For blockchains like BitCoin or Ethereum the job of creating new blocks is done by so-called miners. When a new block has to be created, a computational problem is sent out to the network. The miner which solves the PoW problem first creates the new block and is rewarded in bitcoins (this is the way new BitCoins are actually created). This “lottery” of finding the new correct proof ensures that the power of creating new blocks is decentralised. When a new block is mined it is sent out to everybody so that every node in the network has a copy of the latest blockchain. The idea that the longest blockchain in the network (the one which “the most work was put into”) is the valid version of the blockchain is called “decentralised consensus”.

In the case of BitCoin the PoW problem involves the problem of finding numbers that generate hashes with a certain amount of leading zeros (the best explanation I found is this video from Savjee). To account for increasing computational speed and varying numbers of miners in the network the difficulty of the PoW can be adjusted to hold the time to create a new block constant at around ten minutes.

### 4. Adding new blocks

Now you know how a block looks like, how blocks are chained together using hashes and how the pace of creating new blocks is being regulated by PoWs. So let’s put it together in a function:

#A function that takes the previous block and normally some data (in our case the data is a string indicating which block in the chain it is) gen_new_block <- function(previous_block){ #Proof-of-Work new_proof <- proof_of_work(previous_block$proof) #Create new Block new_block <- list(index = previous_block$index + 1, timestamp = nftgamef.com(), data = paste0(“this is block “, previous_block$index +1), previous_hash = previous_block$new_hash, proof = new_proof) #Hash the new Block new_block_hashed <- hash_block(new_block) return(new_block_hashed) }

Before you start building your blockchain, you need to start the chain somewhere. This is done using a so-called Genesis Block. It contains no data and arbitrary values for proof and previous hash (as there is no previous block).

# Define Genesis Block (index 1 and arbitrary previous hash) block_genesis <- list(index = 1, timestamp = nftgamef.com(), data = “Genesis Block”, previous_hash = “0”, proof = 1)

### 5. Building the Blockchain

Now you can start building the blockchain. You start with the Genesis block and then add a few blocks using a loop.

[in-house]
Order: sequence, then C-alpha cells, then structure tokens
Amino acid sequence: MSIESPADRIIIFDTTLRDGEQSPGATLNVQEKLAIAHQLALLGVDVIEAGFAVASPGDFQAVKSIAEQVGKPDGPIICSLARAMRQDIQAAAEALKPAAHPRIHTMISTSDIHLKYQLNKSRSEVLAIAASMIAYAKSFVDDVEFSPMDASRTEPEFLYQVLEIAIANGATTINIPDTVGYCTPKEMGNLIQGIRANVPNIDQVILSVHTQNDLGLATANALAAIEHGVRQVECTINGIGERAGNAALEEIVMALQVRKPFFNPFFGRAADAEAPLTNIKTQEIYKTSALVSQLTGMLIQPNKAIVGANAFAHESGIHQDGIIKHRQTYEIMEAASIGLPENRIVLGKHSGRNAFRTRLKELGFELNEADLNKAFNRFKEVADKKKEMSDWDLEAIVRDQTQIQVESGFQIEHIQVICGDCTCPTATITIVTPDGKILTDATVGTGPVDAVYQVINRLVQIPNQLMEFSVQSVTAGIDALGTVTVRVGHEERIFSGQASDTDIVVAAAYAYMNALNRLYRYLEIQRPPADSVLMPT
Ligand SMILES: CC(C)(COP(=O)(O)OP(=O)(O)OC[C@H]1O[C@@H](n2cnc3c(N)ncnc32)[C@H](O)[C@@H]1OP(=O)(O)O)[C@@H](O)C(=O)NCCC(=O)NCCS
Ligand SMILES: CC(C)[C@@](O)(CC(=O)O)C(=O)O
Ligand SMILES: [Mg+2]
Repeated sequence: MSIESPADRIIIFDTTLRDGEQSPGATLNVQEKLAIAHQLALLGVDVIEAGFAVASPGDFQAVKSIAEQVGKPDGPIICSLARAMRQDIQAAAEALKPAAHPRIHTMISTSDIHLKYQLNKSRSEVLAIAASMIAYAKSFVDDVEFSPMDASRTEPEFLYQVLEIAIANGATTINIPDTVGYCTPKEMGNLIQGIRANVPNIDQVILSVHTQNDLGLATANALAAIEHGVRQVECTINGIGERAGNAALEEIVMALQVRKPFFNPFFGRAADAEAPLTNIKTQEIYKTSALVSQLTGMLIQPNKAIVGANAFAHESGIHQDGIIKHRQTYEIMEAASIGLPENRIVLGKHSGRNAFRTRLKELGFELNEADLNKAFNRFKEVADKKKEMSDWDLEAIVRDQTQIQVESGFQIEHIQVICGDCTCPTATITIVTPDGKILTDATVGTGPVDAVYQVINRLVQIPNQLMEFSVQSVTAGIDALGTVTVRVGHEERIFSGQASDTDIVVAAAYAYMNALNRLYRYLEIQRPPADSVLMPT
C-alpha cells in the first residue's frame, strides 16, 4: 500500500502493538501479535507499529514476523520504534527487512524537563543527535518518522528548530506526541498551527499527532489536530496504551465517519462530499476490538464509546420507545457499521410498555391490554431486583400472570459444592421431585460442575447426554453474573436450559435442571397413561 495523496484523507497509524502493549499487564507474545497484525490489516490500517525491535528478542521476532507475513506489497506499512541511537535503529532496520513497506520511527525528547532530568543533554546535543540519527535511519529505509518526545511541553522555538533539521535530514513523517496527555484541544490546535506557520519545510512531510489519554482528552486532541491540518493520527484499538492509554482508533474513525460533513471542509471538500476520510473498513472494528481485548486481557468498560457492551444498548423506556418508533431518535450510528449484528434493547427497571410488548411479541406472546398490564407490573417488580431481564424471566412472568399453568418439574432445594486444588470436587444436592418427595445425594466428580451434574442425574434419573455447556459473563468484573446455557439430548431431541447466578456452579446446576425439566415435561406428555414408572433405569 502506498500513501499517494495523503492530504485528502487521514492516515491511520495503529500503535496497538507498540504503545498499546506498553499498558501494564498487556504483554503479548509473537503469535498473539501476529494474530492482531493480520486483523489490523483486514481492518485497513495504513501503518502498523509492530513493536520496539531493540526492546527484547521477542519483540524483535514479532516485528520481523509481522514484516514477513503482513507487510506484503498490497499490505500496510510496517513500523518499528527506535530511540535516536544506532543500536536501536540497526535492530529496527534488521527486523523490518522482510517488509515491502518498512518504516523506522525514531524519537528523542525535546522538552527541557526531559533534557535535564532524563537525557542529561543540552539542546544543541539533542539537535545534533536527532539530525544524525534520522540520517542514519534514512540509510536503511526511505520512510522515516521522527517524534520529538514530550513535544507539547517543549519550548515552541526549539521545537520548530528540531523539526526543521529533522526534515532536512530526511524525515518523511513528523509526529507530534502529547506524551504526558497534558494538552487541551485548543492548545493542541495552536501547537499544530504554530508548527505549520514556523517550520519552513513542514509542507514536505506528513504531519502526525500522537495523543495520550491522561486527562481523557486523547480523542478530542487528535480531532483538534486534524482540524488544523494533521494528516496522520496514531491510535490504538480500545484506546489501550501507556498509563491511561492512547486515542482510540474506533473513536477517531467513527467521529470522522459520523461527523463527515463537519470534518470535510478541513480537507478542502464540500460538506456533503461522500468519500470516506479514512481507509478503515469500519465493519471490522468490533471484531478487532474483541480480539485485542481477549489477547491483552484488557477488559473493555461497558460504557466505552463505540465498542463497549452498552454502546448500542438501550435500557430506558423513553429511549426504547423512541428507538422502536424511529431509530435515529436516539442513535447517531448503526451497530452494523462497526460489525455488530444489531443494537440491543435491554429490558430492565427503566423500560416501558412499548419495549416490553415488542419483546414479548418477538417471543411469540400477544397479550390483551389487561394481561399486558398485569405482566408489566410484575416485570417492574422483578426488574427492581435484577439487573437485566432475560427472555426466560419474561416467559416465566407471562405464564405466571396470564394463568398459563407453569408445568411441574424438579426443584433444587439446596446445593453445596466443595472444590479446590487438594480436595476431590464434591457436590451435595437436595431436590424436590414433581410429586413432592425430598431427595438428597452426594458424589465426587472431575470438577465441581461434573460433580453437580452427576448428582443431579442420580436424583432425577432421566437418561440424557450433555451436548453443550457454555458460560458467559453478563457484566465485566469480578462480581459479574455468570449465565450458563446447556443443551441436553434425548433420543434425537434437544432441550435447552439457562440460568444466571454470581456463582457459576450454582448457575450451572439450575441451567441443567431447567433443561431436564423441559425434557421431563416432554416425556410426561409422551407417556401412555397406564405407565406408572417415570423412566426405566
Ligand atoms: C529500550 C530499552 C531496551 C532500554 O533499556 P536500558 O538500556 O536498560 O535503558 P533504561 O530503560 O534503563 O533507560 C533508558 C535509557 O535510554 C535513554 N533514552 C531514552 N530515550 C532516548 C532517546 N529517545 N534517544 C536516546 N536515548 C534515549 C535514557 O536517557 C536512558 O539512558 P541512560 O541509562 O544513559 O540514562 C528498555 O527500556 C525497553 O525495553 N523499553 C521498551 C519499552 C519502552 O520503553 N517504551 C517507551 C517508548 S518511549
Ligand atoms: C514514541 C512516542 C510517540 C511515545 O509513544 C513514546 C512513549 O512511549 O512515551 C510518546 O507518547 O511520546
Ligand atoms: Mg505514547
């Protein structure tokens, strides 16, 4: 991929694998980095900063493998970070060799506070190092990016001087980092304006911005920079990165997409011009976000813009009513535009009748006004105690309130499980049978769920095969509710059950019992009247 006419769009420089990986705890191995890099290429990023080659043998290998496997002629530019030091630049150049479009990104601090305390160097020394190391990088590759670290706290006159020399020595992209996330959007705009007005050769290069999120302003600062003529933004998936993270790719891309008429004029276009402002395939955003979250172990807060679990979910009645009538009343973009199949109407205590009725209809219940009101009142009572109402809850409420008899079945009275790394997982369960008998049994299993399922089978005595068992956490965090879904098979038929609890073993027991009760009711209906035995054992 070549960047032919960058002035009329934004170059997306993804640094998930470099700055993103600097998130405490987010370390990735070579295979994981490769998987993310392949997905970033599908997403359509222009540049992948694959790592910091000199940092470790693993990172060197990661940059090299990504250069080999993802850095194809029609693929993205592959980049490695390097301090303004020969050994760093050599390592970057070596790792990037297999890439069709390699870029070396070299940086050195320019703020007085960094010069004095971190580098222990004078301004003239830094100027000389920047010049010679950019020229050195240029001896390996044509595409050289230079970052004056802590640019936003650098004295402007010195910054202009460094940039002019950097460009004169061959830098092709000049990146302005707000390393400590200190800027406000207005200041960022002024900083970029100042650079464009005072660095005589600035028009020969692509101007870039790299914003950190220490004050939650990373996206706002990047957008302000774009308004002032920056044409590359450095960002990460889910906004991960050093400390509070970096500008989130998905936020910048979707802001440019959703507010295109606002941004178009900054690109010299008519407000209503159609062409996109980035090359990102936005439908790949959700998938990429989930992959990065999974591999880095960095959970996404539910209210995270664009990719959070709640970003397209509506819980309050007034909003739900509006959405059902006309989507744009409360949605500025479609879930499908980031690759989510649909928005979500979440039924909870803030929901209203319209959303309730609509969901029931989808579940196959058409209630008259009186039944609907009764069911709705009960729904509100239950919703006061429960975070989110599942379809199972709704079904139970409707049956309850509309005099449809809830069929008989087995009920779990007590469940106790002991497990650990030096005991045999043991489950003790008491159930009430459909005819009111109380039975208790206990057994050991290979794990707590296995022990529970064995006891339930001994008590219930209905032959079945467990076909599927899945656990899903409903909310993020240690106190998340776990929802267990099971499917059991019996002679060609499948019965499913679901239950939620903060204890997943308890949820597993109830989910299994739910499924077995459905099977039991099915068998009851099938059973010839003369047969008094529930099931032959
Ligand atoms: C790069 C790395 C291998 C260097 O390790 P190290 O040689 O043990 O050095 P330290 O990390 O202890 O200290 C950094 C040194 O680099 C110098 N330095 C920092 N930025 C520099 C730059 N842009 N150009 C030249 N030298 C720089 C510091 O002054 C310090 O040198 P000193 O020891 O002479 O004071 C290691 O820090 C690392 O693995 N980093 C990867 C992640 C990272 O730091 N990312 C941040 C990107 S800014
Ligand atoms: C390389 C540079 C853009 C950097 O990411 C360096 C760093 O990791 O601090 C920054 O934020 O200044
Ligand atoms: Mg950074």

blockchain <- list(block_genesis) previous_block <- blockchain[[1]] # How many blocks should we add to the chain after the genesis block num_of_blocks_to_add <- 5 # Add blocks to the chain for (i in 1: num_of_blocks_to_add){ block_to_add <- gen_new_block(previous_block) blockchain[i+1] <- list(block_to_add) previous_block <- block_to_add print(cat(paste0(“Block “, block_to_add$index, ” has been added”, “n”, “t”, “Proof: “, block_to_add$proof, “n”, “t”, “Hash: “, block_to_add$new_hash))) } ## Block 2 has been added ## Proof: 99 ## Hash: 7d3dfbb58b410838769f6080dbc62a44a4c5d411a41048c4e597d26dccd1cd38NULL ## Block 3 has been added ## Proof: 198 ## Hash: 4f8bdd79d751f9e9829c14c52a737f257285b61e54b29531dd59bf1a530f1097NULL ## Block 4 has been added ## Proof: 396 ## Hash: 512b877c4ff92605d9fe10ac73ced20f748742964f306c211c4691f15425a26eNULL ## Block 5 has been added ## Proof: 792 ## Hash: a3baaa025186c5bcb2238a888bc65e705ffe73c17dc5c8f26ee337fd62867993NULL ## Block 6 has been added ## Proof: 1584 ## Hash: d12c3f54c14f3287a9f31ab542271197ba6a658cee561a9289819dd563fe4991NULL

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If you want to add many more blocks, you notice that it takes increasingly more time. The reason is that the proof number increases exponentially.

For cryptocurrencies like BitCoin this would be a problem as the time to create a new block should me more or less constant (around 10 minutes in the case of BitCoin). Therefore the difficulty of PoW has to be adjusted continuously to account for increasing computational speed and varying numbers of miners in the network at a given time.

Finally, this is how one block in your chain looks like:

blockchain[[5]] ## $index ## [1] 5 ## ## $timestamp ## [1] “2018-02-08 12:02:56 GMT” ## ## $data ## [1] “this is block 5” ## ## $previous_hash ## [1] “26cdc16a4560df5fa2fd521dbca22670e2475c35d3dd90781872bee98a164eef” ## ## $proof ## [1] 792 ## ## $new_hash ## [1] “2eef25bf0bc4ee81e8c7cd1dfda65855b4ba32aba218d8c525a03a72b3454d74”

## Wrap up

In this little post, you created the tiniest blockchain. The main goal was to introduce how a blockchain looks like and introduce some of the core concepts behind it. Understanding the genius application of cryptography really shows why people get so excited about the possibilities of the blockchain.

To put a blockchain into production much more work is needed: Set up an API, create wallets, digital signatures using public-private-key-pairs etc. I also only scratched the surface on the concept of decentralised consensus which is at the heart of the blockchain network.

This little introduction draws on the blog post of Gerald Nash who implemented the “tiniest blockchain” in Python. I implemented it in R and added the PoW implementation from Daniel van Flymen.

To dive deeper into the topic of blockchains I recommend the brilliant, orginial whitepaper on BitCoin from Satoshi Nakamoto and the blog post from BigData Doc.

If you have any thoughts or responses to this blog post, feel free to reach out to me on Twitter: you can find me at @jj_mllr or check out @CorrelAid, a network of young data analysts that wants to change the world with a more inclusive, integrated and innovative approach to data analysis.